Brand names: Relenza
Relenza speeds recovery from the flu. When started during the first 2 days of the illness, it hastens improvement by at least a day. It also can prevent the flu if treatment is started within 2 days after exposure to the virus. Relenza belongs to a class of antiviral drugs called neuraminidase inhibitors.
As the flu virus takes hold in the body, it forms new copies of itself and spreads from cell to cell. Neuraminidase inhibitors fight the virus by preventing the release of new copies from infected cells. Relenza is taken by inhaling the medication through the mouth.
Relenza can prevent the flu as long as you continue taking Zanamivir, but getting a yearly flu shot is still the best way of avoiding the disease entirely. For older adults, those in high-risk situations such as health-care work, and people with an immune deficiency or respiratory disease, vaccination remains a must.
Relenza is delivered directly to the lungs by oral inhalation from a Diskhaler device. To benefit from the drug, you must begin taking it within 48 hours of feeling the first symptoms of flu, and must finish the entire 5-day course of treatment.
Be sure to take two doses on the first day, allowing at least 2 hours between them. On the following days, take a dose every 12 hours (morning and evening). Do not puncture a blister containing the drug until you are ready to use it.
Children should use Zanamivir only under the supervision of an adult.
Symptoms experienced during Relenza therapy are virtually the same as those associated with untreated flu. Problems reported during clinical tests are listed below.
If Relenza gives you an allergic reaction, you cannot use Zanamivir.
Relenza has been known to cause serious and potentially fatal breathing problems, especially in people who have asthma or other chronic pulmonary disorders. If you develop breathing difficulties such as wheezing or shortness of breath, stop taking Relenza and call your doctor immediately.
Relenza is generally not recommended for anyone with a chronic lung disease. If you do use it under these circumstances, be extremely cautious, and make sure that you have a fast-acting inhaled bronchodilator (a type of asthma medication such as albuterol) available and ready to use whenever you take it. If you use an inhaled bronchodilator regularly and have a dose scheduled at the same time as Relenza, use the bronchodilator first.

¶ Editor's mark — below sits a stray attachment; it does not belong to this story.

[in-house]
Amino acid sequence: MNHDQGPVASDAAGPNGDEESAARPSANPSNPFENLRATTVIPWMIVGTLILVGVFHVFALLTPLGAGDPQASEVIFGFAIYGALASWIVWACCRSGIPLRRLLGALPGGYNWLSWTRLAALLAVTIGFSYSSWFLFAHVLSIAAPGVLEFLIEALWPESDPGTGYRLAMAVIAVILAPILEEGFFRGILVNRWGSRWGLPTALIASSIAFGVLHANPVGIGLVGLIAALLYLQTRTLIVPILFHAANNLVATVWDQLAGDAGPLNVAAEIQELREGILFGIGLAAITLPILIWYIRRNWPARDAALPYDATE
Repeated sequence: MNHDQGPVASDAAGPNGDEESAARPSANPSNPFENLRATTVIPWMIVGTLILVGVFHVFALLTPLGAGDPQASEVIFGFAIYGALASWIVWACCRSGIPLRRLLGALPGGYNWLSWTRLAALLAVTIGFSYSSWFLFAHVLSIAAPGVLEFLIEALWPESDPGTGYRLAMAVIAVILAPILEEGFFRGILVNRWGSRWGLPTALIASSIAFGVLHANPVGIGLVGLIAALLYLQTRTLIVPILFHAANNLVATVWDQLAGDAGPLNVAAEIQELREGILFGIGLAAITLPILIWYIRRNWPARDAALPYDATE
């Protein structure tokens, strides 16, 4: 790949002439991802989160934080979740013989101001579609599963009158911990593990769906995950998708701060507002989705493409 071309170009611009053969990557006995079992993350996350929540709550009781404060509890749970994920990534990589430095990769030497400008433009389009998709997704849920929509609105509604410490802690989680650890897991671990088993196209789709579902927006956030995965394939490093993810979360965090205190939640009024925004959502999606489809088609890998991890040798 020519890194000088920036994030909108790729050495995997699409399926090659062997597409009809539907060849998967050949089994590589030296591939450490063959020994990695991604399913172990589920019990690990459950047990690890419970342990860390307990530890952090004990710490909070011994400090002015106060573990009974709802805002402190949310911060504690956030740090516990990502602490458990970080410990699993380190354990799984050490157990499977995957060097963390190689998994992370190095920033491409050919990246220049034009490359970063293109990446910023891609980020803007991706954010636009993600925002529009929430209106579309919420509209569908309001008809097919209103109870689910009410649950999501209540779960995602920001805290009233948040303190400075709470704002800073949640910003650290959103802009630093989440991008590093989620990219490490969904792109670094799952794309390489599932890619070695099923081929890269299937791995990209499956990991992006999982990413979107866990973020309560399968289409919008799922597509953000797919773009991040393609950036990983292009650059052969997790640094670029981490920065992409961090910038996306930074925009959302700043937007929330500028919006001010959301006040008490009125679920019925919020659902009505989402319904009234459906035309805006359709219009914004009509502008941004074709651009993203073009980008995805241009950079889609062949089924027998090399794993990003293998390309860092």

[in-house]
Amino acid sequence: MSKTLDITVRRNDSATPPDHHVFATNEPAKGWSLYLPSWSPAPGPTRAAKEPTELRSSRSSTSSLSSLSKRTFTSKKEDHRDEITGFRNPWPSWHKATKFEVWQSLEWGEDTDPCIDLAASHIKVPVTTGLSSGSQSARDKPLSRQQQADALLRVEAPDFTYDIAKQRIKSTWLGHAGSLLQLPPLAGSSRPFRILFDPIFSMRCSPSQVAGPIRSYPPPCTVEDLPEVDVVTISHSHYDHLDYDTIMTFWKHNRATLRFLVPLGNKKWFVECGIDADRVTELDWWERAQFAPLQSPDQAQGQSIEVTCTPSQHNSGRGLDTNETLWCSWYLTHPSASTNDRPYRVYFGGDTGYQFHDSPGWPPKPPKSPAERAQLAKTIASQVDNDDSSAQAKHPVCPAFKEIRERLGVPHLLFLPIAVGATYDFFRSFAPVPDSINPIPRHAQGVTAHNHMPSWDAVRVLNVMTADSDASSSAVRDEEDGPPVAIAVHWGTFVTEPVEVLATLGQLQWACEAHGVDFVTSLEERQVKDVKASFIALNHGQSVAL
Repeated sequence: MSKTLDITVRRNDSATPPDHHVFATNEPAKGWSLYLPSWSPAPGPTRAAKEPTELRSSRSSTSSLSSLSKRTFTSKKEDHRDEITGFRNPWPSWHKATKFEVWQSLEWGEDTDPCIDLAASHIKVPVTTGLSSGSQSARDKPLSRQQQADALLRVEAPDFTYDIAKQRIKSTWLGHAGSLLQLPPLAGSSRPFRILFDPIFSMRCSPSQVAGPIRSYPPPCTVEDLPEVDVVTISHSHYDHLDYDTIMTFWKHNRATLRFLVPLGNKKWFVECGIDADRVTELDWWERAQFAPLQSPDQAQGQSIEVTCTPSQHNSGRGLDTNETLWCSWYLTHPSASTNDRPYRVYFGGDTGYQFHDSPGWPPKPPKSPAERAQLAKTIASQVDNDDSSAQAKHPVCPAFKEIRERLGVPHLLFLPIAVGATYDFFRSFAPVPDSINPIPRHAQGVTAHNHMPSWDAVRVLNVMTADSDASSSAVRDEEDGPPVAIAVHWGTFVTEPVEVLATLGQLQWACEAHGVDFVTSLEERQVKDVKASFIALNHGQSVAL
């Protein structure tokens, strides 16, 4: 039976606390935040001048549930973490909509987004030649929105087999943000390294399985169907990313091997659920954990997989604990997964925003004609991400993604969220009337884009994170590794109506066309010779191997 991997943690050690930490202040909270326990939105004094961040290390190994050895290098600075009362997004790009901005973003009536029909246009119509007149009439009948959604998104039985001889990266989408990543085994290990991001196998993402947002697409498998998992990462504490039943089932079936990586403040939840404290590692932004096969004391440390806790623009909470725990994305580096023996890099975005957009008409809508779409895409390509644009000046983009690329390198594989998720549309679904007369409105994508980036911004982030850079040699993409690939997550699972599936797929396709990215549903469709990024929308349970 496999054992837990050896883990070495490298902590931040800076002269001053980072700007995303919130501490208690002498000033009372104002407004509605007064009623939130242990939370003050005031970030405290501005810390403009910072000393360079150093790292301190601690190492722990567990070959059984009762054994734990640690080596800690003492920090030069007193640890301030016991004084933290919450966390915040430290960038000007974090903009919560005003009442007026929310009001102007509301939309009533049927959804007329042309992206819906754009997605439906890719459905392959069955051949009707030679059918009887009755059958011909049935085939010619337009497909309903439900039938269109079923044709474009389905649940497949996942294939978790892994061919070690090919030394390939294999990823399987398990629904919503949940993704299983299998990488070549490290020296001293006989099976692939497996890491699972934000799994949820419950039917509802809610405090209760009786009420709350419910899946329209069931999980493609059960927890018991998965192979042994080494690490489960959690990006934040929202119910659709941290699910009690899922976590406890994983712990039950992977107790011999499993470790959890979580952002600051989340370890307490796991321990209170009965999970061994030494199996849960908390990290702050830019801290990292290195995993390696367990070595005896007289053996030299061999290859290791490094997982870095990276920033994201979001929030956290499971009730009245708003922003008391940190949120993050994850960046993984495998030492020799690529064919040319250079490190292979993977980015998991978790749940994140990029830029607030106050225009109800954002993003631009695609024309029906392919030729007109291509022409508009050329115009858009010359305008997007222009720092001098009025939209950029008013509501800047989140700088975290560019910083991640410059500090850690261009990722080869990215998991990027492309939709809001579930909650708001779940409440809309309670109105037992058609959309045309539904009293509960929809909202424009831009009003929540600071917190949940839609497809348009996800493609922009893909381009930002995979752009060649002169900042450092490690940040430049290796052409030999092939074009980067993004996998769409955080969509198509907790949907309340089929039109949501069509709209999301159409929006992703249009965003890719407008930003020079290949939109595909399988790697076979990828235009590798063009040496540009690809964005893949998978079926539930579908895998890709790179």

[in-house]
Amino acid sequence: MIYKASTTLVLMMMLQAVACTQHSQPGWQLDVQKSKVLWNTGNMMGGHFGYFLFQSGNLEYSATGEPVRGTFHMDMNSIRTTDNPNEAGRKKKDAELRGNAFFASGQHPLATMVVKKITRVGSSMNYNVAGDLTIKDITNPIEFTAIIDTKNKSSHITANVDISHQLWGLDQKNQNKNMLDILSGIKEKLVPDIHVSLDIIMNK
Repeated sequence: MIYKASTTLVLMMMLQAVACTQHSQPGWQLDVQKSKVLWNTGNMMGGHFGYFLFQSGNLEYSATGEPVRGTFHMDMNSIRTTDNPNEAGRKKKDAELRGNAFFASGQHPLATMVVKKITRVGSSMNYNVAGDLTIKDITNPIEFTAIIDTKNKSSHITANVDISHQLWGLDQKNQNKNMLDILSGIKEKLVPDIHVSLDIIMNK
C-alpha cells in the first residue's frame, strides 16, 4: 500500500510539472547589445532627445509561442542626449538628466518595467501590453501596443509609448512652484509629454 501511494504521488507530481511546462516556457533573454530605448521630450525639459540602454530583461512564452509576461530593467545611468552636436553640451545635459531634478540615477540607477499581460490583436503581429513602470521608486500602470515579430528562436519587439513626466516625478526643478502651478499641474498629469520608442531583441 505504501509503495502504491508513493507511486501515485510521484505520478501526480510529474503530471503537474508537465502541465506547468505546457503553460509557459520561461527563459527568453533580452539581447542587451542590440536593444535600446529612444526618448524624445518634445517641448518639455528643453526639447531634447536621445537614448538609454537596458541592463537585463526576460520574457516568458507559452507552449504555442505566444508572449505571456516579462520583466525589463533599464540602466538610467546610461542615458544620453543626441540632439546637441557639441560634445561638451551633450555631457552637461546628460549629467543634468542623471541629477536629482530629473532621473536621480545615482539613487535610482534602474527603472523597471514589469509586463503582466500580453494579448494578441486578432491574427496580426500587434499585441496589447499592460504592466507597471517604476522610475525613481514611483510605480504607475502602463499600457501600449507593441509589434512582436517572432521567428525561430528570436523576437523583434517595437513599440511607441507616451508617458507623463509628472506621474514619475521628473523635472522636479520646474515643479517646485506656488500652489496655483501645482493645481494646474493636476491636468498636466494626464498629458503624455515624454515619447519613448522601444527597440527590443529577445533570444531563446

Relenza can also cause serious allergic reactions. If you experience swelling of the face, tongue, or throat, or develop a skin rash, stop taking Zanamivir and contact your doctor.
Serious bacterial infections may begin with flu-like symptoms or may coexist with the flu. Relenza has no effect on such infections.
Relenza has not been tested in people with medical conditions severe enough for possible hospitalization. Use it with caution if you have any kind of serious health problem in addition to the flu.
No interactions have been reported. If you regularly use an inhaled bronchodilator (a type of asthma medication) and have a dose scheduled at the same time as Relenza, use the bronchodilator first.
The effects of Relenza during pregnancy have not been adequately studied. If you are pregnant or plan to become pregnant, inform your doctor. It is not known whether Relenza appears in breast milk. Caution is recommended if you are breastfeeding.
ADULTS AND CHILDREN 7 YEARS AND OLDER
Treatment of Influenza
The recommended dose is 2 inhalations (one 5-milligram blister per inhalation) twice a day, approximately 12 hours apart, for 5 days.
Relenza has not been studied for treating the flu in children younger than 7 years old.
ADULTS AND CHILDREN 5 YEARS AND OLDER
Prevention of Influenza
The recommended dose is 2 inhalations (one 5-milligram blister per inhalation) once a day for 10 days. If there is a general outbreak of the flu in your community, your doctor may recommend that you continue taking Zanamivir for up to 28 days.
Relenza has not been studied for preventing the flu in children younger than 5 years old.
Substantially increased doses of Relenza have caused no increase in adverse reactions. Nevertheless, if you suspect an overdose of Relenza, it would be wise to check with your doctor.